Currently under consideration by the Massachusetts Joint Committee on the Judiciary is a pair of bills (S. 672 and H. 1346) that would eliminate sentences of life without parole for juvenile murderers. Under the existing statute, passed back in 1996, all juveniles as young as 14 convicted of first degree murder -- including felony-murder and acts committed by accomplices -- are hopelessly ineligible for parole consideration.
In its breadth and rigidity, Massachusetts law stands as one of the very stiffest in the nation. The proposed juvenile justice reform would directly impact the 59 juvenile murderers currently locked up for life in Massachusetts prisons. If the legislation is passed and signed into law, the Massachusetts parole board would be empowered to grant second chances to juvenile murderers, that is, of course, only if deserving of such after lengthy incarceration.
An amendment to the Senate parole reform bill (S.2054) debated today included a provision to grant parole eligibility to juveniles convicted of murder. Unfortunately, and to the disappointment of amender Sen. Harriette Chandler (D-Worcester), that provision was dropped.
But there is reason for hope, even if our state lawmakers fail to follow the lead of states like Texas and abolish juvenile life without parole. The U.S. Supreme Court has agreed to examine the constitutionality of mandatory life sentences in a pair of juvenile murder cases that will be heard jointly.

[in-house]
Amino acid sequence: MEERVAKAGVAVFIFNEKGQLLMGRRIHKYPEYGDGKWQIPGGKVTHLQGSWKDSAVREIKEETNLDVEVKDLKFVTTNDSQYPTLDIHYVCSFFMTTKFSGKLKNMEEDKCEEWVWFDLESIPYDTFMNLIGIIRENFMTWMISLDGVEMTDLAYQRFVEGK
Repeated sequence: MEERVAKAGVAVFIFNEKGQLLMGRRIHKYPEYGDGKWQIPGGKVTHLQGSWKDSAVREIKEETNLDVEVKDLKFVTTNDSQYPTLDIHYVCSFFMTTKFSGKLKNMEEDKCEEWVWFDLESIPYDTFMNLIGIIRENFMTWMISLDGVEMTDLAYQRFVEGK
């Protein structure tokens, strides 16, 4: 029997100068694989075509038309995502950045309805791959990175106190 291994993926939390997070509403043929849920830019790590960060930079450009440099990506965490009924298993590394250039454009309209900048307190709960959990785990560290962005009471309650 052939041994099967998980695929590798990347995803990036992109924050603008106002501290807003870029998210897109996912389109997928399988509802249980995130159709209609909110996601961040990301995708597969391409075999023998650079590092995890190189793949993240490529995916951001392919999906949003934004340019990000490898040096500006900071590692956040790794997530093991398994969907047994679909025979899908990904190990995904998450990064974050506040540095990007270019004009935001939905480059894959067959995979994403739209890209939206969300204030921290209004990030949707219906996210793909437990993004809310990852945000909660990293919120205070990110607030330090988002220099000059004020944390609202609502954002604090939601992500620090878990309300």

In Jackson v. Hobbs, a 14-year-old Arkansas boy was sentenced to life without parole for his role as an accomplice to the robbery of a video store during which an older teenager shot and killed the clerk. In Miller v. Alabama, a 14-year-old was engaged in a fight during which he and a buddy overpowered a 53-year-old man, and set fire to the victim’s trailer with him lying inside too weak to escape.
While each of these two crimes is undoubtedly egregious, the Court will resolve whether a mandatory life sentence for someone as young as 14 constitutes cruel and unusual punishment. The petitioners will argue that the rarity of such sanctions and the inability to present mitigating circumstances violate the 8th and 14th Amendments.
If I were a betting man, I would wager heavily that the petitioners will indeed prevail. In earlier cases before it, the Court has ruled that executing juveniles is unconstitutional as is life without parole for non-homicide juvenile cases. In both instances, the Court was convinced that teenagers are different from adults in terms of emotional maturity and cognitive development, making them less culpable no matter how heinous the crime. Clearly, “adult time for adult crime” is little more than a catchy slogan.
In my view, the question is not so much whether the Court will overturn the sentences given Jackson and Miller, but how broadly the ruling will apply. The Court could limit its decision to the youngest of defendants rather than all juveniles. It also could apply its ruling to a narrow set of circumstances, such as only felony-murder, joint ventures, or cases with compelling mitigation.
Here’s hoping that the Massachusetts legislature will be proactive, regardless of what may come of the cases before the U.S. Supreme Court. State lawmakers up on Beacon Hill should do the right thing now, rather than wait until next year to see if the Supreme Court makes the entire matter moot.
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